Pregnancy Articles

Week 6: Plenty of Ways to Perk Up

Your Week-by-Week Guide to Pregnancy

Your Baby This Week

Growth is slow, but this is the most important growth stage of your pregnancy. Early brain formation begins, the eyes begin to develop, and tiny buds that will grow into arms and legs appear. In many babies, the heart begins to contract during this week and actually starts to beat, but it will be a while yet before you can feel that.







Your Body This Week

Because your hormones are on a roller coaster, you may experience nausea and vomiting. Don't be fooled by the name "morning sickness" because the symptoms can actually happen any time of the day or night! Certain foods may make you especially nauseous (coffee and fried meats are two common ones) and you may vomit several times a day. Many women also report an increased need to urinate during this time, which could last throughout your pregnancy. Additionally, your breasts will feel "tingly" and a bit sore. The area around your nipples (your areolas) may eventually become darker in color. In fact, for many women, sore breasts are often the first sign of pregnancy.

Your pregnancy is 6 weeks old, but your baby is tiny, ranging in size from 0.08 to 0.16 inches (2 to 4 mm) from the top of the head to the bottom of the rump because legs have not yet begun to grow. If you haven't already had your first prenatal doctor visit, this is the time!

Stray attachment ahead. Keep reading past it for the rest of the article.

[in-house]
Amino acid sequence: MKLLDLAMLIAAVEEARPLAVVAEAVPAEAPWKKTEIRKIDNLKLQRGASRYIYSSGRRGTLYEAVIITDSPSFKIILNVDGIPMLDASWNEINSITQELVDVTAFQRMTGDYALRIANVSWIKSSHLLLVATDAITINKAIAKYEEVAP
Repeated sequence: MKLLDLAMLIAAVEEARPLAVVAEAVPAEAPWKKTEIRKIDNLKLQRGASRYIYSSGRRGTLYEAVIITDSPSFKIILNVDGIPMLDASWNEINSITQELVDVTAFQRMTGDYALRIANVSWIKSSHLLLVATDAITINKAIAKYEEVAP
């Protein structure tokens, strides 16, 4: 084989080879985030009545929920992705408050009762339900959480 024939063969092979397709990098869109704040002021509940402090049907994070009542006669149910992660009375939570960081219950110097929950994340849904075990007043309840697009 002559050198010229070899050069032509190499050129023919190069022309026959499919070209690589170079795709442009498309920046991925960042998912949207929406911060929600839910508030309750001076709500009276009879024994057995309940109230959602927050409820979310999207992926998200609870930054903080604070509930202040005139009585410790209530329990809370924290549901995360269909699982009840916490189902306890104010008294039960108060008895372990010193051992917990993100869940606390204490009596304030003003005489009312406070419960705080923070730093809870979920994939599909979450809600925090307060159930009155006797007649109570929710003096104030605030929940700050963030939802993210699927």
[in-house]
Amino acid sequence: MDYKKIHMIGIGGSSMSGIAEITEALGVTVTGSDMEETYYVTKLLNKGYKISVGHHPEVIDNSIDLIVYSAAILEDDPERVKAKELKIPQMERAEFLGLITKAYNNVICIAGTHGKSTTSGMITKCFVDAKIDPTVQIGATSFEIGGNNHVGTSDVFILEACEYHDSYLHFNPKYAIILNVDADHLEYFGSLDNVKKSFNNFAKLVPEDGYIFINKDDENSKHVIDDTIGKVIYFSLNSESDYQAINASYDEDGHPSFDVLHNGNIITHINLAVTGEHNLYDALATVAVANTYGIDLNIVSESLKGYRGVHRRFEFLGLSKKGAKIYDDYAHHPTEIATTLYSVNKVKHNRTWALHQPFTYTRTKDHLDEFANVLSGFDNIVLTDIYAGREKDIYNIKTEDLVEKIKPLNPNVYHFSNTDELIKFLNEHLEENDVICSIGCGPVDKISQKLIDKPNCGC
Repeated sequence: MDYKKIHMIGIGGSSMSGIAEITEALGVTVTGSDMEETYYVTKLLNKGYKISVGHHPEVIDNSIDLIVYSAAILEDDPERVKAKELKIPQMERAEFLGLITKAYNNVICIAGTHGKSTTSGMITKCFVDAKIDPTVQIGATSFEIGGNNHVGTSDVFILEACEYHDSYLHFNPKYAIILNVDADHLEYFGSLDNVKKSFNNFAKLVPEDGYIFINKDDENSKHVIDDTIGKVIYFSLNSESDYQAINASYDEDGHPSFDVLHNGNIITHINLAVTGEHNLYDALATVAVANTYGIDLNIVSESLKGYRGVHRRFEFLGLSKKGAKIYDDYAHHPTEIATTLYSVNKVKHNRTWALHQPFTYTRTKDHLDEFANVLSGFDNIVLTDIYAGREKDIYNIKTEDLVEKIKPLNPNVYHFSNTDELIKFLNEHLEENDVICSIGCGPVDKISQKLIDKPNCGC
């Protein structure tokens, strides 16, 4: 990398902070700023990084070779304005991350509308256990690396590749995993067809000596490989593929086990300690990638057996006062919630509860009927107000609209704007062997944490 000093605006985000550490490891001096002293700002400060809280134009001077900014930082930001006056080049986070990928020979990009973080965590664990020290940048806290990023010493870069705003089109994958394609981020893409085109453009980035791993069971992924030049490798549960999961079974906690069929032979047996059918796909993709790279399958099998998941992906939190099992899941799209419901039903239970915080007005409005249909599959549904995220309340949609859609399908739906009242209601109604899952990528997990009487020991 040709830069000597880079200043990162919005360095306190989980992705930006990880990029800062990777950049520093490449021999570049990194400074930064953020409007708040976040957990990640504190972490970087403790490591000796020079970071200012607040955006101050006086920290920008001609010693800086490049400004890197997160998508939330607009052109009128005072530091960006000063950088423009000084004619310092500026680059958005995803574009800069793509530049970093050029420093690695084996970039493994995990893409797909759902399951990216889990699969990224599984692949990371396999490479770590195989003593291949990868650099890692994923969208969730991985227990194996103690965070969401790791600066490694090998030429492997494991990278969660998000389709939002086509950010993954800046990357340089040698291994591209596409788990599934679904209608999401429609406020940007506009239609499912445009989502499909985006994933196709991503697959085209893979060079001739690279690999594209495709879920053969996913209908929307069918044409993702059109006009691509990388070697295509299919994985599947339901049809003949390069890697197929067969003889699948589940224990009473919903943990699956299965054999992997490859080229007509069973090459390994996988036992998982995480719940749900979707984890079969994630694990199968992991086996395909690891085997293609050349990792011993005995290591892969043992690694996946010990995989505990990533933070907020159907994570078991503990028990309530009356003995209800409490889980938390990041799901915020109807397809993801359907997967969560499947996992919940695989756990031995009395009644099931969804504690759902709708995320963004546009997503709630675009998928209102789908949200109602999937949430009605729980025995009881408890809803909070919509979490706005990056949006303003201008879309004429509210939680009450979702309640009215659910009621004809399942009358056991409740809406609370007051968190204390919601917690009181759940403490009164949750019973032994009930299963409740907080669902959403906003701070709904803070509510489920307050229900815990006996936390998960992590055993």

Trick Your Morning Sickness

Because 70% of pregnant women experience it, nausea should really come as no surprise. But knowing that fact doesn't help you feel any less nauseous does it? What you want is to know how to quiet the queasiness NOW. Here's one idea: nibble on some fresh ginger. A recent report in the Journal of Obstetrics and Gynecology suggests that ginger helps to sooth the stomach. That's just one nutritious way to break the morning sickness cycle. Read more about what to eat when you're feeling nauseous.

Exercise When You're Feeling Low

When morning sickness strikes, the last thing you might feel like doing is jumping on the treadmill. Often, trying to exercise too quickly or too intensely can just make the feeling worse. Between the nausea and common fatigue, it'd be easy to just throw up your hands, put up your feet and snuggle into a blanket. But you can work your way into exercise without making things worse. If you keep it light, focus on easy stretching and warm-up movements, and avoid strain, you can keep morning sickness from derailing your fitness program. Learn some more exercise tips for fatigue and morning sickness.
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